Cheating students allowed to graduate
THREE students who cheated in their final-year exams escaped serious punishment and were allowed to graduate last week.
The three Galway/Mayo Institute of Technology (GMIT) students had owned up to plagiarism for an assignment that formed part of their final assessment.
The students were not given any marks for that section, but were allowed to proceed with the rest of their finals.
Sources said it was unusual not to penalise the students in some other way -- other colleges make cheating students repeat part of the exam or even the full year.
But last night the GMIT said the disciplinary committee believed a zero mark for the assignment was a "proportionate response".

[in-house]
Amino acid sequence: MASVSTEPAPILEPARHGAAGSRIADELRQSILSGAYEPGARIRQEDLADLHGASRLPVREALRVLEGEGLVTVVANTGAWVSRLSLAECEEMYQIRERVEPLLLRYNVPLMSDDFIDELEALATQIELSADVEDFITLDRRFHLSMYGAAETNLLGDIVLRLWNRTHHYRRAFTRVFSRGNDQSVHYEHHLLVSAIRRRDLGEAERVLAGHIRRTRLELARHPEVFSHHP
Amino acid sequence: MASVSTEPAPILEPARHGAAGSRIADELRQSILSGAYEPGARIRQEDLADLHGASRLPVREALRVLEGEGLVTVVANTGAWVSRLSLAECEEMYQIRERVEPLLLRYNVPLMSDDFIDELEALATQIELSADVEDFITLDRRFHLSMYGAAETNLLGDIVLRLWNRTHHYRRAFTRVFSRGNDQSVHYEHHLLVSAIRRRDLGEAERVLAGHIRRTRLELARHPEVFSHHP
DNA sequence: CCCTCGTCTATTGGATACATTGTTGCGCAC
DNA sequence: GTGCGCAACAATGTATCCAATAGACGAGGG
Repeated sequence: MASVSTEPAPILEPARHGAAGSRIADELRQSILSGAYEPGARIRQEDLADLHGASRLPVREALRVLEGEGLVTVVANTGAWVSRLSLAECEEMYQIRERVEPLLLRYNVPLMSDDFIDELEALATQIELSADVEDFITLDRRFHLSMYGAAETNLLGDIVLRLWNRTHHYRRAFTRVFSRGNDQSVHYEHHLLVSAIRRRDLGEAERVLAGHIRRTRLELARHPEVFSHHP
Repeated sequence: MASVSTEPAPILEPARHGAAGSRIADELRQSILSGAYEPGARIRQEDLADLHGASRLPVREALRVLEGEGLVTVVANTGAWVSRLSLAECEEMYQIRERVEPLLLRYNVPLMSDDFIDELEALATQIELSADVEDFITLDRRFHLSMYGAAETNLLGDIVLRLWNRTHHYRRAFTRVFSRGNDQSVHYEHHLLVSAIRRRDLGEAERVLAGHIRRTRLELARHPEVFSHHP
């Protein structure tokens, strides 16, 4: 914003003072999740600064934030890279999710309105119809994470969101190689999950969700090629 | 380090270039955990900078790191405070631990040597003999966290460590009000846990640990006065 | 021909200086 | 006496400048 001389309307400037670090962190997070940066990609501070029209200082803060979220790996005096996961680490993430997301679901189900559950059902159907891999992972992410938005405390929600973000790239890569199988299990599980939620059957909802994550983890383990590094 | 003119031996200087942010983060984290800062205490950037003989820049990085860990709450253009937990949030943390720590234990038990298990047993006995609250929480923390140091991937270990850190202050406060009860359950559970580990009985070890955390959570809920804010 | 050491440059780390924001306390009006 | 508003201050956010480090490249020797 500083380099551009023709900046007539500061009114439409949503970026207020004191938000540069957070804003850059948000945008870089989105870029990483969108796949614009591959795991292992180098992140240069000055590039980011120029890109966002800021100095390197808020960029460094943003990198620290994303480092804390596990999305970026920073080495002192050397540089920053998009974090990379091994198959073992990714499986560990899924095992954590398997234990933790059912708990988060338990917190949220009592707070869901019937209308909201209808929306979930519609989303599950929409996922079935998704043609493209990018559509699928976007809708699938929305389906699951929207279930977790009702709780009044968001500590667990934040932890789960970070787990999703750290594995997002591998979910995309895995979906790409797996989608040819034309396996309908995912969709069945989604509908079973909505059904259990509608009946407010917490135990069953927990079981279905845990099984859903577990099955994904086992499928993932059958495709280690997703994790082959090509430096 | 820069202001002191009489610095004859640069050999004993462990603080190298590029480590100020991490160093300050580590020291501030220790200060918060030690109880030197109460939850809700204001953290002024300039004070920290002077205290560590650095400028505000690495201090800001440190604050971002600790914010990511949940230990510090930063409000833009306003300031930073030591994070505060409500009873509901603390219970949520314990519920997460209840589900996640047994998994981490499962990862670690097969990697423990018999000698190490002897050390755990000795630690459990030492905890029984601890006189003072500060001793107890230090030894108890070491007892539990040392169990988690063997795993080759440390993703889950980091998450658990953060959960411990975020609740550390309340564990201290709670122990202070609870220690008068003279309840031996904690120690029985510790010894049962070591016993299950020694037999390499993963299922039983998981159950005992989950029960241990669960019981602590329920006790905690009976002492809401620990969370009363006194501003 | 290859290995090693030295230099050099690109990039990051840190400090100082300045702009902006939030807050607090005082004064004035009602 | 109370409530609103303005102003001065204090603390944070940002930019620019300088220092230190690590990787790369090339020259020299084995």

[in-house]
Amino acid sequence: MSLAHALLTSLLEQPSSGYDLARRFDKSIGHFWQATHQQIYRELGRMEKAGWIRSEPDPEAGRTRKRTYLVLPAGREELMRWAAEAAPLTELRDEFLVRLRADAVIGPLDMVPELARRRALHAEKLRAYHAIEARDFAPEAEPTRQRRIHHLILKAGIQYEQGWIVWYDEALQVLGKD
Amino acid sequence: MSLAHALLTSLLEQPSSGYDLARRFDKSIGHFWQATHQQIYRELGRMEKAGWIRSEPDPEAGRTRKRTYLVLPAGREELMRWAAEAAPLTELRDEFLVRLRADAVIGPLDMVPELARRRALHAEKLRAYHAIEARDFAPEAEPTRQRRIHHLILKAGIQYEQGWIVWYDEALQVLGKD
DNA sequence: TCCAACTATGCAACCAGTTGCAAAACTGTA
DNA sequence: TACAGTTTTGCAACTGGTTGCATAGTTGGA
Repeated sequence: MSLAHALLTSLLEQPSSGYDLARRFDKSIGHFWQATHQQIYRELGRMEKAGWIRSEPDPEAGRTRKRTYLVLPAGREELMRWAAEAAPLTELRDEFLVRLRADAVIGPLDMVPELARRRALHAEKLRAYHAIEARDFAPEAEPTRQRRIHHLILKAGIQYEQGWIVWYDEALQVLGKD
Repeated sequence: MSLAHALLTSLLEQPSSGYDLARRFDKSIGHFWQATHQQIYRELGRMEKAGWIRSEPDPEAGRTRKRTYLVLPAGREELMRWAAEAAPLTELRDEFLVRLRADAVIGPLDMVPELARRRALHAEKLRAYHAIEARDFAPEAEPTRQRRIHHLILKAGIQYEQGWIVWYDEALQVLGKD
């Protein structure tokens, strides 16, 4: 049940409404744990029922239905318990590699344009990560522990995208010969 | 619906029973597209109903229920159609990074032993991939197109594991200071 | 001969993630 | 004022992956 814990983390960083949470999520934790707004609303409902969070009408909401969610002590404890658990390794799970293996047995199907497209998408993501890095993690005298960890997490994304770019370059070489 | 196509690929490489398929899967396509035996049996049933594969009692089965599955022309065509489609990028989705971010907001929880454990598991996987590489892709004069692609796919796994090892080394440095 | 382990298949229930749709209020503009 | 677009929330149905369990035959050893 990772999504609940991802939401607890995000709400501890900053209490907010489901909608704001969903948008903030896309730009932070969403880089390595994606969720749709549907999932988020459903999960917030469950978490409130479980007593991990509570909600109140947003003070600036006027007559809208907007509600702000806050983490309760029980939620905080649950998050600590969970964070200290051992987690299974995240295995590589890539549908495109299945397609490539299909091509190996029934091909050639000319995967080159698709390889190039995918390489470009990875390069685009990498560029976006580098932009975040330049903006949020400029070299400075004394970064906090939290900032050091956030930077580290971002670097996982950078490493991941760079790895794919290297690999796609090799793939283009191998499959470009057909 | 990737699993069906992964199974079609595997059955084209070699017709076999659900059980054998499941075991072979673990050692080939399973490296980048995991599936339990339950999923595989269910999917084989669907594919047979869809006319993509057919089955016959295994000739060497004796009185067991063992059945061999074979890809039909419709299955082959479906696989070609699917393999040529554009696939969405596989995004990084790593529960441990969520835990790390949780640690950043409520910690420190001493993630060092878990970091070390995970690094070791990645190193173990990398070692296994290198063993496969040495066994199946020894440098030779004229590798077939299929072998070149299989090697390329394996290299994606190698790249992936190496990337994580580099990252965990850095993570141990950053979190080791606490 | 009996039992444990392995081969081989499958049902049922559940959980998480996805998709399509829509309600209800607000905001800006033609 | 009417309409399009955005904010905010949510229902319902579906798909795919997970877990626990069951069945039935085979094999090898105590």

Most of the staff attended the conferring ceremony, although some had misgivings not just about the plagiarism but about other allegations of final-year students being upgraded on appeal.
The institute confirmed two students had expressed concern about the support they received and said their concerns were upheld.
The institute insisted it had not received any notification that some staff boycotted the conferring ceremony in protest.
"GMIT is aware that one staff member was unhappy with the decision of the disciplinary committee in respect of the allegation of plagiarism," it added.
However, the head of the Department of Construction Studies/School of Engineering, Tom White, took the unusual step of sending an email to 46 staff thanking those who had turned up for the graduation.
But he added: "I am aware that some members of staff were not happy with decisions of appeals boards and chose to stay away and I have no problem with that.
"I would prefer if such staff would, in writing, make their views known to the registrar."